The work and pensions secretary, Thérèse Coffey, has been accused of not understanding the universal credit system after she said people who would lose £20 a week in payments next month would only have to work two hours extra to make it up.
In a round of media interviews on Monday, Coffey said she was entirely happy with the plan, which charities and others have warned will notably worsen poverty. She added that people could consider moving to better-paid sectors such as construction.
Asked about the end of the £20-a-week increase, brought in to assist people amid the Covid pandemic, Coffey said: “It’s a temporary uplift recognising the reason that it was introduced is coming to an end.”
She told BBC Breakfast: “I’m conscious that £20 a week is about two hours’ extra work every week – we will be seeing what we can do to help people perhaps secure those extra hours, but ideally also to make sure they’re also in a place to get better paid jobs, as well.”
Angela Rayner, Labour’s deputy leader, tweeted that this was not true, and Coffey “either knows she’s lying or shouldn’t be in the job”.
Rayner wrote: “An additional £20 for a UC claimant isn’t 2 hours work, that’s not how the taper works. An extra £20 would require £50+ worth of hours, that is how the UC system works.”
The UC taper rate is 63%, meaning that for every pound someone is paid above a work allowance, their benefit is reduced by 63p.
Coffey said people losing out could benefit from government investment in infrastructure projects, which she said totalled £650bn and would support 425,000 jobs, adding: “We can want to try and help people get on into those better-paid jobs, often in construction but other elements as well that go alongside these big major projects.”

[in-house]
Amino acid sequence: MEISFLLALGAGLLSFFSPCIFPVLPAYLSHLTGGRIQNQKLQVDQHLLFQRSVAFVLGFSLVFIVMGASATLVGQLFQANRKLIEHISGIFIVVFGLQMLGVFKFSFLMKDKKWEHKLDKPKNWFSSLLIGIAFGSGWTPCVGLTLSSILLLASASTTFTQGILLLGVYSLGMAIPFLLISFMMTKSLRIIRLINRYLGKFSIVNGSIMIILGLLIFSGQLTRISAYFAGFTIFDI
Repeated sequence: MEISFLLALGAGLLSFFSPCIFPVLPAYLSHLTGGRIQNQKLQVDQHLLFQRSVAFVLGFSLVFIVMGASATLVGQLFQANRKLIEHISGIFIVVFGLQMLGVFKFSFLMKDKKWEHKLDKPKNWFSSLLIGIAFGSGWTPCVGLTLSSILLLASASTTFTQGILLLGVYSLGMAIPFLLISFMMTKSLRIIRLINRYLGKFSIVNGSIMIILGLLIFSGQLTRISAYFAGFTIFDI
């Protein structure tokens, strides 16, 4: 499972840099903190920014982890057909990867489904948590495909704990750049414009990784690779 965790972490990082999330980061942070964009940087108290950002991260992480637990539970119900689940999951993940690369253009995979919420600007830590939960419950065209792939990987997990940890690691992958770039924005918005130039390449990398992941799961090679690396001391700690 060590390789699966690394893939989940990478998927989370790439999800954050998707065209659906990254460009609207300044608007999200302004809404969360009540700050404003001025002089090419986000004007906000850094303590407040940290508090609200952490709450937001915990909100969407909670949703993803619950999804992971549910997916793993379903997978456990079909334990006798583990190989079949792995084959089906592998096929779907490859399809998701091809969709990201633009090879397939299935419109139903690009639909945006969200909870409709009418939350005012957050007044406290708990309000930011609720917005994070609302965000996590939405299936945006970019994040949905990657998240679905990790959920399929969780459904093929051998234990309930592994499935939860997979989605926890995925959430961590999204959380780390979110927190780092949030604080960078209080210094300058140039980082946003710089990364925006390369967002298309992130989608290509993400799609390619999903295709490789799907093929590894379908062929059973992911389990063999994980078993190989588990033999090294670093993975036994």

She added: “It’s a temporary uplift, realising the reason it was introduced. That’s come to an end, that reason. We’re seeing record numbers of vacancies. We’re seeing elements of employment continuing to go up, and I’m confident the 27,000 work coaches we have across the country will be helping people not just get back into work, but to progress in work as well.”
In an earlier interview on Sky News, Coffey was asked if she was entirely happy with the end of the uplift, and answered: “Yes.”
The cut, which will affect about 6m households, has been described by Labour as the largest benefit cut in the history of the welfare state.
Labour will force a symbolic vote on the issue in the House of Commons on Wednesday, although none is formally needed for the government to implement the policy.